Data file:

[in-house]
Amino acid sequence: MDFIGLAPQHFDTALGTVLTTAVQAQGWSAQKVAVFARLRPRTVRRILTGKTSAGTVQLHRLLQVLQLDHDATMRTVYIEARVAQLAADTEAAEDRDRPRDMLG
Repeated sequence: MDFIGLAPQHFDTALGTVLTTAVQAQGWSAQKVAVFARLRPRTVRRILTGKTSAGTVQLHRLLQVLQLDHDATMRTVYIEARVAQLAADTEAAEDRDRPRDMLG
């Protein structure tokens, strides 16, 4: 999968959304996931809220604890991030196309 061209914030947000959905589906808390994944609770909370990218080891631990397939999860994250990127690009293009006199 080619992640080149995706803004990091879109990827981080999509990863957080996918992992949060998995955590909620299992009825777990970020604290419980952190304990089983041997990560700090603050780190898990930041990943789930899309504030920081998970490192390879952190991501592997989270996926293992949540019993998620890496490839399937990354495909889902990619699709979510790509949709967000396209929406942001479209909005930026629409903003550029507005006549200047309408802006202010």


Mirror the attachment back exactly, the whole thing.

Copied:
[in-house]
Amino acid sequence: MDFIGLAPQHFDTALGTVLTTAVQAQGWSAQKVAVFARLRPRTVRRILTGKTSAGTVQLHRLLQVLQLDHDATMRTVYIEARVAQLAADTEAAEDRDRPRDMLG
Repeated sequence: MDFIGLAPQHFDTALGTVLTTAVQAQGWSAQKVAVFARLRPRTVRRILTGKTSAGTVQLHRLLQVLQLDHDATMRTVYIEARVAQLAADTEAAEDRDRPRDMLG
């Protein structure tokens, strides 16, 4: 999968959304996931809220604890991030196309 061209914030947000959905589906808390994944609770909370990218080891631990397939999860994250990127690009293009006199 080619992640080149995706803004990091879109990827981080999509990863957080996918992992949060998995955590909620299992009825777990970020604290419980952190304990089983041997990560700090603050780190898990930041990943789930899309504030920081998970490192390879952190991501592997989270996926293992949540019993998620890496490839399937990354495909889902990619699709979510790509949709967000396209929406942001479209909005930026629409903003550029507005006549200047309408802006202010």